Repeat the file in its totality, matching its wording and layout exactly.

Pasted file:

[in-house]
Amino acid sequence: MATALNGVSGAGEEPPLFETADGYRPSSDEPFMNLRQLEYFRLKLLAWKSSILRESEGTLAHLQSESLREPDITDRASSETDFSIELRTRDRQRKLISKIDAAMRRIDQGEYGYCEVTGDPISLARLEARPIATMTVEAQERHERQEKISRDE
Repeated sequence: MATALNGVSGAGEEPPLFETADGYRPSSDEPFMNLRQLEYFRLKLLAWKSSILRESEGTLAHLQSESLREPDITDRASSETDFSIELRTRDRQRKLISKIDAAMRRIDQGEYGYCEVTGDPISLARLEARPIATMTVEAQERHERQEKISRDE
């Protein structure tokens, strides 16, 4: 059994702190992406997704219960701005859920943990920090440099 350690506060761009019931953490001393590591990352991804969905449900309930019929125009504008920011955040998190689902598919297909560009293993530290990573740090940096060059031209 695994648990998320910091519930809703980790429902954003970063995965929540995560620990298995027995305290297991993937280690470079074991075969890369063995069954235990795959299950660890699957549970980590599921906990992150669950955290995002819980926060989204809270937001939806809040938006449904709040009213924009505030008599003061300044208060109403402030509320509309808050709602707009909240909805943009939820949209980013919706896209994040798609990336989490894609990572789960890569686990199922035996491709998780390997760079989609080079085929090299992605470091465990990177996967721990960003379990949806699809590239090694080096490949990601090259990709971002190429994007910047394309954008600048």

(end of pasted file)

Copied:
[in-house]
Amino acid sequence: MATALNGVSGAGEEPPLFETADGYRPSSDEPFMNLRQLEYFRLKLLAWKSSILRESEGTLAHLQSESLREPDITDRASSETDFSIELRTRDRQRKLISKIDAAMRRIDQGEYGYCEVTGDPISLARLEARPIATMTVEAQERHERQEKISRDE
Repeated sequence: MATALNGVSGAGEEPPLFETADGYRPSSDEPFMNLRQLEYFRLKLLAWKSSILRESEGTLAHLQSESLREPDITDRASSETDFSIELRTRDRQRKLISKIDAAMRRIDQGEYGYCEVTGDPISLARLEARPIATMTVEAQERHERQEKISRDE
């Protein structure tokens, strides 16, 4: 059994702190992406997704219960701005859920943990920090440099 350690506060761009019931953490001393590591990352991804969905449900309930019929125009504008920011955040998190689902598919297909560009293993530290990573740090940096060059031209 695994648990998320910091519930809703980790429902954003970063995965929540995560620990298995027995305290297991993937280690470079074991075969890369063995069954235990795959299950660890699957549970980590599921906990992150669950955290995002819980926060989204809270937001939806809040938006449904709040009213924009505030008599003061300044208060109403402030509320509309808050709602707009909240909805943009939820949209980013919706896209994040798609990336989490894609990572789960890569686990199922035996491709998780390997760079989609080079085929090299992605470091465990990177996967721990960003379990949806699809590239090694080096490949990601090259990709971002190429994007910047394309954008600048």